Mickey Harte in tribute to Spence family

Micky Harte
Micky Harte

ONE of GAA’s leading figures, Mickey Harte, has paid tribute to the “strength of the faith of the Spence family” in the face of utter tragedy.

The manager of the Tyrone senior inter-county team – whose only daughter Michaela was murdered while on honeymoon in Mauritius in January 2011 – attended the funerals of 58-year-old Noel, 30-year-old Graham and 22-year-old Nevin Spence in Ballynahinch on Wednesday.

The three men died one week ago after they were overcome by slurry gas whilst trying to save each other.

Last night Mr Harte told the News Letter: “Anyone looking in from the outside could not be anything but impressed by the great lives the men who died had lived – and by the strength of character shown by their family since that.”

Mr Harte said he believed the tribute paid by Emma Rice to her father and brothers at the funeral service in Ballynahinch Baptist Church was “at a higher level than what is human I believe”.

During the service Mrs Rice described the men as “best friends”.

She told mourners her father and brothers were “gentlemen”.

“They were hard-working men. They were not perfect but they were genuine. They were best friends.”

She said her brother, “wee Nev”, was affectionately nicknamed “the superstar” at home.

“He’s the one who did not love the limelight, but handled it like a pro,” she said.

Emma said her older brother Graham “protected me as I grew up”.

“What Emma delivered at the funeral was at a higher level than what is human I believe,” said Mr Harte. “It was on a totally different level and with the help of God, because humans do not have that strength.”

He said he was “so impressed at the faith of the family and how easy it was for them to speak so well about the men in their midst”.

He added: “It was an uplifting service at such a tragic time.

“Their strength was unbelievable and had to be something coming from on high. There was so much validation of their faith.”

Mr Harte’s son-in-law John McAreavey contributed to a recently published DVD released by the Catholic Church on the role of lay people, in which he speaks about Michaela’s “unwavering faith”.

The 27-year-old schoolteacher was murdered in her hotel room on the island of Mauritius in January 2011.

Five hotel workers were arrested over her murder.

Floor supervisor Sandip Moneea, 43, and cleaner Avinash Treebhoowoon, 32, were later charged with her murder.

But they were found not guilty in July after a six-week trial at the Mauritian Supreme Court in the capital city of Port Louis.

Last night Mr Harte said tragedies “are a great leveller”.

“Everyone, no matter what colour or creed you come from, are coming together and praying for the Spence family because this was a tragedy of enormous proportions and there is a sense that if you put your trust in God you can deal with anything,” he said.

“It [tragedies] brings out the best in everybody and thank God for it.

“It takes us out of corners and it is the human really alive and the way God wants us to be at a social level.

“My faith got me through as well, without a doubt.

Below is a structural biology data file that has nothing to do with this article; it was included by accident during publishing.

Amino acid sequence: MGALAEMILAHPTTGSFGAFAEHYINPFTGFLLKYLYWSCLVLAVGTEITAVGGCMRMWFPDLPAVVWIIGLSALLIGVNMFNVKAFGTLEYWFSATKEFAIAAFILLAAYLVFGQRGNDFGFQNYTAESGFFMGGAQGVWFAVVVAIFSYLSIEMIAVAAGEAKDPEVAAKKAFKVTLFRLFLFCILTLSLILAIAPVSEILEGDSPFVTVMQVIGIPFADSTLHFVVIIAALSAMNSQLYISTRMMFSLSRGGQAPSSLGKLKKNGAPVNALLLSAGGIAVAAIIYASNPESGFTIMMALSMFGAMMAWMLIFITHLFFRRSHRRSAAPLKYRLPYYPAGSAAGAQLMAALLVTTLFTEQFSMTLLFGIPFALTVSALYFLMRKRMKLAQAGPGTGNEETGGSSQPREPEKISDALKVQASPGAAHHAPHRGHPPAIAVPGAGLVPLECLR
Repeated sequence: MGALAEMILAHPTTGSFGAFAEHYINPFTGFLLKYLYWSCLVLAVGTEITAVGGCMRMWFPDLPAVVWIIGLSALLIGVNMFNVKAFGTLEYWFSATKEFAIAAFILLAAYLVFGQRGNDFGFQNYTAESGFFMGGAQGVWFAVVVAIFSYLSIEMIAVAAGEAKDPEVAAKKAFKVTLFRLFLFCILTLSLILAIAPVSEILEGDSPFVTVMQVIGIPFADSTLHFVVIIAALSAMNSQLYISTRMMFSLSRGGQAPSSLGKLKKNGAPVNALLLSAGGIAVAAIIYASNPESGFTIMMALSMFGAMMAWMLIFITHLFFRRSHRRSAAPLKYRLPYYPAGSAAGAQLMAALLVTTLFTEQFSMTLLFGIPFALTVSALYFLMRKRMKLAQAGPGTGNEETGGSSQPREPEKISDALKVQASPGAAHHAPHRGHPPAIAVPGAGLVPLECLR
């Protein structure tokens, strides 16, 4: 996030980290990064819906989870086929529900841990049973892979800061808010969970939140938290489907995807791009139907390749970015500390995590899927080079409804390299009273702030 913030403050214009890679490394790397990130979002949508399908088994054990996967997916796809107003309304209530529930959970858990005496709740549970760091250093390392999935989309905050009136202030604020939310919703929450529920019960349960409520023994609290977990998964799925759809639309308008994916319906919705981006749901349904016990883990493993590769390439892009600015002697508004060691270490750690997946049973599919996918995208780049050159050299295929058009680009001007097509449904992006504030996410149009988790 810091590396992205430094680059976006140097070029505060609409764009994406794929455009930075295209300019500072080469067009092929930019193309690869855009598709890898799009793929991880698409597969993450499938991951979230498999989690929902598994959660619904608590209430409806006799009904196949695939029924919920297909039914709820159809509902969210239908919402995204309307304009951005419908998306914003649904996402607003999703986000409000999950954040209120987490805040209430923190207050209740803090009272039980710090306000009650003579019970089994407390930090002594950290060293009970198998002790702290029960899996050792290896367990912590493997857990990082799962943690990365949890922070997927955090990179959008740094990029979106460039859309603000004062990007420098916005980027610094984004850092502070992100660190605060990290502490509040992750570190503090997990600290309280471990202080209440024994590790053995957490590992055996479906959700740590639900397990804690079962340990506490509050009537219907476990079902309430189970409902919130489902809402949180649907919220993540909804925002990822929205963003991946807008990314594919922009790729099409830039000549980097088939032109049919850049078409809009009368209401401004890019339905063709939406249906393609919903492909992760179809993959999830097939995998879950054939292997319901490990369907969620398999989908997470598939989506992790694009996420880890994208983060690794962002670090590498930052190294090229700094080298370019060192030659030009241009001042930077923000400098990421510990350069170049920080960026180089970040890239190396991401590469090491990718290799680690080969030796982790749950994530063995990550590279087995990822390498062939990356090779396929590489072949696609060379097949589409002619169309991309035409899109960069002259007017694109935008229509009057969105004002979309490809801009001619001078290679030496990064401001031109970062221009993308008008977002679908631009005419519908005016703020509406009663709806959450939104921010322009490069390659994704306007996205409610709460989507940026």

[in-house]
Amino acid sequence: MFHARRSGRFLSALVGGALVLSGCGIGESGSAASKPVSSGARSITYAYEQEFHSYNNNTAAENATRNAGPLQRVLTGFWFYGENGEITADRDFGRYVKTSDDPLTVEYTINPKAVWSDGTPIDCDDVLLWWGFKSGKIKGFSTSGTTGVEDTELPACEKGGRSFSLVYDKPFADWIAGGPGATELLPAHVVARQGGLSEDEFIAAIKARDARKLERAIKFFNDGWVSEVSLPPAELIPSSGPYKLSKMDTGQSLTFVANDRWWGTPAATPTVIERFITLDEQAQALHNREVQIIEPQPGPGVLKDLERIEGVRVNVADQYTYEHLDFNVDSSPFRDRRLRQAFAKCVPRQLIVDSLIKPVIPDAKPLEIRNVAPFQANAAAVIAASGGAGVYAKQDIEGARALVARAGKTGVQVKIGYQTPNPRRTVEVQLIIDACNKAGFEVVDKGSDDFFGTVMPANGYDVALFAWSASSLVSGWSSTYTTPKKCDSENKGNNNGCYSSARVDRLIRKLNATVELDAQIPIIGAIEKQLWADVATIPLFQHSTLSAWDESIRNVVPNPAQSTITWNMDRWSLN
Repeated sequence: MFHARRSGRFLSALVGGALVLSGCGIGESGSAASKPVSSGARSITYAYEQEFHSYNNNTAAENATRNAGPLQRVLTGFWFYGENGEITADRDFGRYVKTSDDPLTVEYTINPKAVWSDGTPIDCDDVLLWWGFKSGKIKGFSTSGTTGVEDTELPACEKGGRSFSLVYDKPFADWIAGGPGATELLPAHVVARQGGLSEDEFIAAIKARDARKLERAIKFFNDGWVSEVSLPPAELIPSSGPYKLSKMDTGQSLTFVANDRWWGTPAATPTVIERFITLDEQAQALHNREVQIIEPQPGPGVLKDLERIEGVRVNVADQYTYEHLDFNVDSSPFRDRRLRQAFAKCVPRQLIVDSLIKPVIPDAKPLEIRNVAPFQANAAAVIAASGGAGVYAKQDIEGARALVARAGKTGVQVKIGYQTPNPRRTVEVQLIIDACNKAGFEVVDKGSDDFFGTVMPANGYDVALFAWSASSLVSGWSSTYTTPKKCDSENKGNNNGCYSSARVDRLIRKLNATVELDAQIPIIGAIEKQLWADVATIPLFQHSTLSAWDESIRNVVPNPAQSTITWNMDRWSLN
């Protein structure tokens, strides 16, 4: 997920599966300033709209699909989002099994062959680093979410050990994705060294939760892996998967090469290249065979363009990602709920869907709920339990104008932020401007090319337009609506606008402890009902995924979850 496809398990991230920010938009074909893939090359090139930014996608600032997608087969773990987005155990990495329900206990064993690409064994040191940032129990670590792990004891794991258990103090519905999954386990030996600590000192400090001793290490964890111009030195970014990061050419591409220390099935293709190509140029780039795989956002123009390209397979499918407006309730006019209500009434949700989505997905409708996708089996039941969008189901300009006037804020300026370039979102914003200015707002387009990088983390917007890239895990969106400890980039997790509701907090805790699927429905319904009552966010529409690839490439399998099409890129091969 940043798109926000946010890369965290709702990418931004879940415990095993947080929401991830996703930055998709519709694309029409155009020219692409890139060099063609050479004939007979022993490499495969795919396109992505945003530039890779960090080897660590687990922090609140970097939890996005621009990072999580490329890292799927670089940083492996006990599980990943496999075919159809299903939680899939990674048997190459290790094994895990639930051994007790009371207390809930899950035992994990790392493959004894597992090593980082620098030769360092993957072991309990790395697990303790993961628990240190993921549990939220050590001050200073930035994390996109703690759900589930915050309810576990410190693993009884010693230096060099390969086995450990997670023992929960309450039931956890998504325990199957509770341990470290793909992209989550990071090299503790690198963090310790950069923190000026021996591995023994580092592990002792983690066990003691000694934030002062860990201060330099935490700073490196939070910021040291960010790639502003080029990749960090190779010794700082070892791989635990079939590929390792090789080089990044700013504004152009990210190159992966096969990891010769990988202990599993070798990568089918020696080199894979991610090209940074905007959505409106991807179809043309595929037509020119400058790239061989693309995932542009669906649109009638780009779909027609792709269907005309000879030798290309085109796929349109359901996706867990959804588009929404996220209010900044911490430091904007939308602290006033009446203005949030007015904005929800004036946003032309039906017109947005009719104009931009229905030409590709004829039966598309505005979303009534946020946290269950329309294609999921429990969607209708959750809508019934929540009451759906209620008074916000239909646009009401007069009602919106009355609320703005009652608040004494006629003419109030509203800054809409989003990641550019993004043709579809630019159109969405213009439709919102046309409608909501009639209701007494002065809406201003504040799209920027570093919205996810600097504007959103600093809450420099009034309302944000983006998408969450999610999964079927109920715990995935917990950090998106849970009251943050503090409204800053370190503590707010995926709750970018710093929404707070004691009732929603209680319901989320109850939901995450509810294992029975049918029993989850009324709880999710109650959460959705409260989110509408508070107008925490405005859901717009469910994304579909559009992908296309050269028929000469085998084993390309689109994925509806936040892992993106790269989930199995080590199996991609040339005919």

“Without it we would be on the floor. That is for sure.”

Also last night the Rev Rodney Stout – who conducted the men’s funerals – said he had spent time with the family earlier in the day.

“They are doing remarkably well,” he said. “The way I have described what happened to them is that it is an ‘unspeakable sorrow’.

“And what I said on Wednesday [at the funeral] I am going to stand by in that as unspeakable as their sorrow is, the source of their strength is the faith they have in Christ, which is also almost supernaturally unspeakable.

“We are seeing evidence of it. They are just amazing. They are getting on with the practical things they have to do. As I was reflecting with them today, had all three men been in other employment the family would have got time off from their respective employers – but this is a working farm and cows have to be milked and chores have to be done. Life has to go on and cannot go on pause.”

Mr Stout said the women “are all rallying together and just getting on with it – just incredible”.

He added: “They are a remarkable family but they wouldn’t want me even to say that because they are very humble. The three men – and it is typified in everyone in the family – would not want to be glorified in this.

“They want people to look through what they are seeing and realise there is something beyond this. They don’t want to be the focus of this – they want the focus to be on God in whom they trust and particularly in relation to the truth about Jesus.

“The family’s trust is through the person of Jesus, the Son of God. And that is where their strength is coming from.

“There is a tangible and palpable force at work,” he added. “It is all around them in their home and in the church. God’s peace is all around that family.

“They are humble and gentle, just normal people. There are no airs or graces in any form or fashion about them and it is very warm and reassuring.

“What you see is seriously what you get. There is nothing false. It is absolutely for real and is quite incredible. They are very special people.”